The first thing most patients undergo when they have a complaint with an unknown source is a medical test.
It might be a screening test, which looks for the likelihood, or risk, that they have a particular condition, or it may be a diagnostic test, which actually diagnoses the condition.
But how well are these tests regulated, and how much can they tell us? Some are tried-and-true, with a solid base of research that makes them highly valuable in health care. But others may not be all they’re cracked up to be, or they may outright confuse patients and doctors, potentially leading to serious harms.
Beth Daley, an investigative reporter at the New England Center for Investigative Reporting, dove into these questions about the reliability of various tests, such as one used to detect Lyme disease.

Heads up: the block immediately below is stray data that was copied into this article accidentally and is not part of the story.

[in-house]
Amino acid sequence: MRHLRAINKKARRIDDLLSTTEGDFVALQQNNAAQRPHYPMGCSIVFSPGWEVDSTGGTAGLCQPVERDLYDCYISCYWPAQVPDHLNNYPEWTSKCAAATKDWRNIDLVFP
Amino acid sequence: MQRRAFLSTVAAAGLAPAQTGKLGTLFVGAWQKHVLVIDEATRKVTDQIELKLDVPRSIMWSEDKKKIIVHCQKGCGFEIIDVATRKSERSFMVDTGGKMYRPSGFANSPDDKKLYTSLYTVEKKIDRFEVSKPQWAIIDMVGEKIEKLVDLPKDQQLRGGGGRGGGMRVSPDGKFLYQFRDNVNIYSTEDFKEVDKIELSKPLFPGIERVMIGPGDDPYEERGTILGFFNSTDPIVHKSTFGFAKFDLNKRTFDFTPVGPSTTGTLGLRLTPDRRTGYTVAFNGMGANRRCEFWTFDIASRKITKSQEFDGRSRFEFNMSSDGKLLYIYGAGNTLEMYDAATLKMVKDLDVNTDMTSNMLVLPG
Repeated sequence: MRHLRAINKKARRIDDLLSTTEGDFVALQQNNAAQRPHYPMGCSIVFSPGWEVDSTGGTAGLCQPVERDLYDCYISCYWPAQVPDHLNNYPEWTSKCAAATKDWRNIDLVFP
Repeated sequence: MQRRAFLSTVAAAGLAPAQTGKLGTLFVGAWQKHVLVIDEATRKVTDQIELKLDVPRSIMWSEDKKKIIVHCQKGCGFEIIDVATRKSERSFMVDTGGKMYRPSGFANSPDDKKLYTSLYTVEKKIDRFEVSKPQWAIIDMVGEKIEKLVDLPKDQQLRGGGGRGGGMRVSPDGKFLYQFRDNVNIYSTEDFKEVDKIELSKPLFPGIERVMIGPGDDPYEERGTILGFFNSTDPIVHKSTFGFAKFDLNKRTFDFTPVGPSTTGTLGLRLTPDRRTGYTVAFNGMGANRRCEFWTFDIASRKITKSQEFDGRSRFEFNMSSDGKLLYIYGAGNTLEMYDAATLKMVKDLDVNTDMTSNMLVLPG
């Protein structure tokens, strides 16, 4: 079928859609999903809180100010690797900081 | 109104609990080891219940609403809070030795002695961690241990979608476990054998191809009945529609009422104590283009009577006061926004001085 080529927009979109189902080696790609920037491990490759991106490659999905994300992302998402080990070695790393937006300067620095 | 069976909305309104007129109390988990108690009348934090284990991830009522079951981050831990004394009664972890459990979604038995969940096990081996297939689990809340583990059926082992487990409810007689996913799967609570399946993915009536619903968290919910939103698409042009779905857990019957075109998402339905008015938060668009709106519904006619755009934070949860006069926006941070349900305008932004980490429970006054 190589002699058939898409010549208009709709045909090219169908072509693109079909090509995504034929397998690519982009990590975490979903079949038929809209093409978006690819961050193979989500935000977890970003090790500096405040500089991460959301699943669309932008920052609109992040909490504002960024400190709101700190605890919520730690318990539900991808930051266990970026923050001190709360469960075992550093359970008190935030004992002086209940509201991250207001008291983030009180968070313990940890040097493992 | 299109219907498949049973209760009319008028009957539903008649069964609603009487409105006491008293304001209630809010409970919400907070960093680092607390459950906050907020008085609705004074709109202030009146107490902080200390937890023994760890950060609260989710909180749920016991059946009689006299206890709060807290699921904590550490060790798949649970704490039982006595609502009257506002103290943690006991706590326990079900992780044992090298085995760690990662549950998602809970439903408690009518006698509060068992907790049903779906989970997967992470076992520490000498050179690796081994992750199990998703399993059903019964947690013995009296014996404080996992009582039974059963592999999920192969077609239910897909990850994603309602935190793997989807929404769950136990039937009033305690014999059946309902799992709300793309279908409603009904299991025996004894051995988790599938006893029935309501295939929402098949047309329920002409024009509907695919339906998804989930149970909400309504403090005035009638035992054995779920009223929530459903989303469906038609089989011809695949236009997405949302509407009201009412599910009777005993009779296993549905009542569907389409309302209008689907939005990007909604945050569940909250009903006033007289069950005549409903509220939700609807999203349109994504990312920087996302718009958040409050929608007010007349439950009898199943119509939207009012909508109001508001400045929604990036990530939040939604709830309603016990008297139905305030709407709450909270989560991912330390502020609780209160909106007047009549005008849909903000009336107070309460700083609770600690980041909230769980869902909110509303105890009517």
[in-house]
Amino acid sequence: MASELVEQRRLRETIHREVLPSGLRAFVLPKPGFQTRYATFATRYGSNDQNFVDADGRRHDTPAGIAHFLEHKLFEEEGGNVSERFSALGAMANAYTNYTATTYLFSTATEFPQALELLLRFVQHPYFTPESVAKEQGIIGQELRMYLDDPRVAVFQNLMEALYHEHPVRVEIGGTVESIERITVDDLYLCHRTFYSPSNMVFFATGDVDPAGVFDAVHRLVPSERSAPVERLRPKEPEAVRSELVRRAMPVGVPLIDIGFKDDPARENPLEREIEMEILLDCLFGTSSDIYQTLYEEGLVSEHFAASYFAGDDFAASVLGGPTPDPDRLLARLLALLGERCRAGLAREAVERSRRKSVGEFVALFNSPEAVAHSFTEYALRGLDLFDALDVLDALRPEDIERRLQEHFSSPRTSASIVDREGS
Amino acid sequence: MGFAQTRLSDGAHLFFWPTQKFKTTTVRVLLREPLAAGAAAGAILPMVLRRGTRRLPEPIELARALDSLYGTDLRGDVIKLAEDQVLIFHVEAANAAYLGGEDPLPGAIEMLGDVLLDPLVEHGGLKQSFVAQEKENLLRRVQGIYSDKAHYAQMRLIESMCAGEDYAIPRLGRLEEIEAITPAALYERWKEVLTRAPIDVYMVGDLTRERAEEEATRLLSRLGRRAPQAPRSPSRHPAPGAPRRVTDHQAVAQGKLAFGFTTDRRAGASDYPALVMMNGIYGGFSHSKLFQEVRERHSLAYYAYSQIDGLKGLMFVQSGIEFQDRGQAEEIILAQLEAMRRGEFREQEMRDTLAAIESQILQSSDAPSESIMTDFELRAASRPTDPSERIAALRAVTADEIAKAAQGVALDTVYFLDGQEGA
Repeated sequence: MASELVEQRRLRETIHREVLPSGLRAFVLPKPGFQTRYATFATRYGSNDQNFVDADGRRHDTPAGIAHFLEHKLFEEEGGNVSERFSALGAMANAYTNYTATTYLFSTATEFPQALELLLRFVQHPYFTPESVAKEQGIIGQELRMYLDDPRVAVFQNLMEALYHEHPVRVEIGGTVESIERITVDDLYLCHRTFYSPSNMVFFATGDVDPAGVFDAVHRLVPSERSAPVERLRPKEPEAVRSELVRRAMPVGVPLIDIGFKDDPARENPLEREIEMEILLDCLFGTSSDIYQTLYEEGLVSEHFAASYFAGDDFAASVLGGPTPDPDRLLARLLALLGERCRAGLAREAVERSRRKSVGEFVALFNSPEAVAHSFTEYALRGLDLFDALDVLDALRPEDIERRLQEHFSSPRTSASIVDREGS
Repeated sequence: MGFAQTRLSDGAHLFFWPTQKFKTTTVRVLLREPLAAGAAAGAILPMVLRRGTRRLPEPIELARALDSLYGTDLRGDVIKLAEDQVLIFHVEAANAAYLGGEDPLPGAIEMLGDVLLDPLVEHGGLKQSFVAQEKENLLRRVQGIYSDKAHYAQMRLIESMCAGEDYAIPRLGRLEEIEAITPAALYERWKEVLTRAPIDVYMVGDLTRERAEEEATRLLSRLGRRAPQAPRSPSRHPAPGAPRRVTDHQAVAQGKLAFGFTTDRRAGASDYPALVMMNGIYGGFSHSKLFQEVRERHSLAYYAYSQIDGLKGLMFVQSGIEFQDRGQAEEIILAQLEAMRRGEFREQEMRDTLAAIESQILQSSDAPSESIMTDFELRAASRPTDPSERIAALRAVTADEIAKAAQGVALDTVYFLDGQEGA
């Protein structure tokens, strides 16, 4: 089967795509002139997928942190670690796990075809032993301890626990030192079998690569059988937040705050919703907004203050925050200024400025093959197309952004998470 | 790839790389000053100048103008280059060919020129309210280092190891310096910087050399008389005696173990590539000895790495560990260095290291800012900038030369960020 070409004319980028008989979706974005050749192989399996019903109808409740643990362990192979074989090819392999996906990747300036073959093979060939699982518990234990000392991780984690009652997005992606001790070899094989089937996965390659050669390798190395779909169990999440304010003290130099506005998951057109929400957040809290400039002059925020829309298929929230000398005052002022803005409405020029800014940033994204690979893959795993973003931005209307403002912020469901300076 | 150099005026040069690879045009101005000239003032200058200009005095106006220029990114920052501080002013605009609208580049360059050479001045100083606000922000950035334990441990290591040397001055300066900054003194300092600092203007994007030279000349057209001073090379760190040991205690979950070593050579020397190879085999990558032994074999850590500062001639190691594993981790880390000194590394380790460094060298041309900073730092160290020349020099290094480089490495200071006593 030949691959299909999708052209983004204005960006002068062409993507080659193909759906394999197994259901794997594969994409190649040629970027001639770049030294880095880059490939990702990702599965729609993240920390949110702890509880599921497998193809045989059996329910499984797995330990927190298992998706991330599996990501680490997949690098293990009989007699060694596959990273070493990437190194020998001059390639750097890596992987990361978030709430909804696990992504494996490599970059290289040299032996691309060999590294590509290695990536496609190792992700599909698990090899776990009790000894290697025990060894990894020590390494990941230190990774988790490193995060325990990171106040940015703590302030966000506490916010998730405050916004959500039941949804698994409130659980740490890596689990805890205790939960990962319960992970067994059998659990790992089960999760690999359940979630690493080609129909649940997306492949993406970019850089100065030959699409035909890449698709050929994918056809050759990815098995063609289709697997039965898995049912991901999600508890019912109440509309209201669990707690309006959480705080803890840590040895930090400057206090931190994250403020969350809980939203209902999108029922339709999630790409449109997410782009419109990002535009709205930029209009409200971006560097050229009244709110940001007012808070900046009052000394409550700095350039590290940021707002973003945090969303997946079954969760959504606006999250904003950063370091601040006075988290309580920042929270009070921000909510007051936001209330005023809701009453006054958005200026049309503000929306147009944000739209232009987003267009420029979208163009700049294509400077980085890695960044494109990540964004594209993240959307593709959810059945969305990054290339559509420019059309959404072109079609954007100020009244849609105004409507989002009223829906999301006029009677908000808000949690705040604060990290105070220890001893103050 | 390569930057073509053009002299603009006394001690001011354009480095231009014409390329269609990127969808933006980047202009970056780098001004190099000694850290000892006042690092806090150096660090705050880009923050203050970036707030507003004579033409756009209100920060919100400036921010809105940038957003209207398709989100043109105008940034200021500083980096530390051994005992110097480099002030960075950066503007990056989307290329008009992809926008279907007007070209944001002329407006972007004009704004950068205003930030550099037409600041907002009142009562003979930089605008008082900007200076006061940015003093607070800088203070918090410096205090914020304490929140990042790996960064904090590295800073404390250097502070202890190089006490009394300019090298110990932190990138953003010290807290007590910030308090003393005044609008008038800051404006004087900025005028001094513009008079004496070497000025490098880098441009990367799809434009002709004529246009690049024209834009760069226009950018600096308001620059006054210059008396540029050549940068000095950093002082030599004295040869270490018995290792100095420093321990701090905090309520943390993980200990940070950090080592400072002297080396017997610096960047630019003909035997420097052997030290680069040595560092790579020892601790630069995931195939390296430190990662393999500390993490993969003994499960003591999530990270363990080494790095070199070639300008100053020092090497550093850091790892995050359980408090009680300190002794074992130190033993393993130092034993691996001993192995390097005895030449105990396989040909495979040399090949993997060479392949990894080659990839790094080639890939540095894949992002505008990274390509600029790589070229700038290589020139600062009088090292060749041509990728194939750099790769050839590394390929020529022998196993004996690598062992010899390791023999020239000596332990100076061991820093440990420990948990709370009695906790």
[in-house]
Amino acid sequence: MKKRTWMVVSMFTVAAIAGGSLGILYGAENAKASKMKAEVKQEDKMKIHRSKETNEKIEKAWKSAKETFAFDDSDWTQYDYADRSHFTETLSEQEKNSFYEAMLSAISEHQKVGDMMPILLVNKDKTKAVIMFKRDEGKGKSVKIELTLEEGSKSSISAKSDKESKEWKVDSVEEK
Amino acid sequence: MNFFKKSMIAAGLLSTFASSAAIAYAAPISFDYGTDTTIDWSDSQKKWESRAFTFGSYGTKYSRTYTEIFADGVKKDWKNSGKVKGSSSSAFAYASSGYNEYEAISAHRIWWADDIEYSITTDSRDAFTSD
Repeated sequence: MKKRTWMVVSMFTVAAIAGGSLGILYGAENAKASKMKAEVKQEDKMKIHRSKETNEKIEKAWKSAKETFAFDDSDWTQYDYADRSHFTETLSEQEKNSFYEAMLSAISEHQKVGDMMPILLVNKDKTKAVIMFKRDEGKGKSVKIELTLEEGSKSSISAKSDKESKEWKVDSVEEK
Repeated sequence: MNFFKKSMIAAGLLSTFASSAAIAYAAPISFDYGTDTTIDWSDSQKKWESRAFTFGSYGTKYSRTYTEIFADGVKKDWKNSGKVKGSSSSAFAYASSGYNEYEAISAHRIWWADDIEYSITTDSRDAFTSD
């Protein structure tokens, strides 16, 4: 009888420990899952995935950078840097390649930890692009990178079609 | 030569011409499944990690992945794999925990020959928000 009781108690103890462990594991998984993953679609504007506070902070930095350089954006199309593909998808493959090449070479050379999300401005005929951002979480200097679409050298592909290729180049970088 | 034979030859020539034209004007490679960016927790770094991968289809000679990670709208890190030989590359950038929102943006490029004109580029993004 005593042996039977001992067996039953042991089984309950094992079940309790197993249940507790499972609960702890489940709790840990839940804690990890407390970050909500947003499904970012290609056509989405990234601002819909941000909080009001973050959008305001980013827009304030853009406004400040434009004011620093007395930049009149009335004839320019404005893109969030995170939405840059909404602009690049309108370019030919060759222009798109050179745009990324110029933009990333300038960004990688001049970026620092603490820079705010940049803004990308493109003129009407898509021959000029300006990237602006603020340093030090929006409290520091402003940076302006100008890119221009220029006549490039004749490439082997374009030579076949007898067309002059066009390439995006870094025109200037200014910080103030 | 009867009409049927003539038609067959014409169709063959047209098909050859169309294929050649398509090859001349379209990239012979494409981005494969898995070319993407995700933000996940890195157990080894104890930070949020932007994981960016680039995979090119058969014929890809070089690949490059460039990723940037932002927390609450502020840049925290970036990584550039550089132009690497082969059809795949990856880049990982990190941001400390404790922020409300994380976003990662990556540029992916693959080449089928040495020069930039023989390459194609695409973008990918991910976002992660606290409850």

Her series, “Unregulated Tests,” won first place in the small market investigative category of the AHCJ Awards for Excellence in Health Care Journalism. Although she provided some background in her award submission, she explains in detail in a “How I Did It” feature how she reported on one of the stories in particular, “Oversold prenatal tests spur some to choose abortions.”
Using the narrative of a mother who nearly aborted her healthy child because of a false positive from a screening test, Daley used medical research to help explain what these tests can and cannot do, how they are being used in OB-GYN offices across the country and what the implications are of misunderstood test results.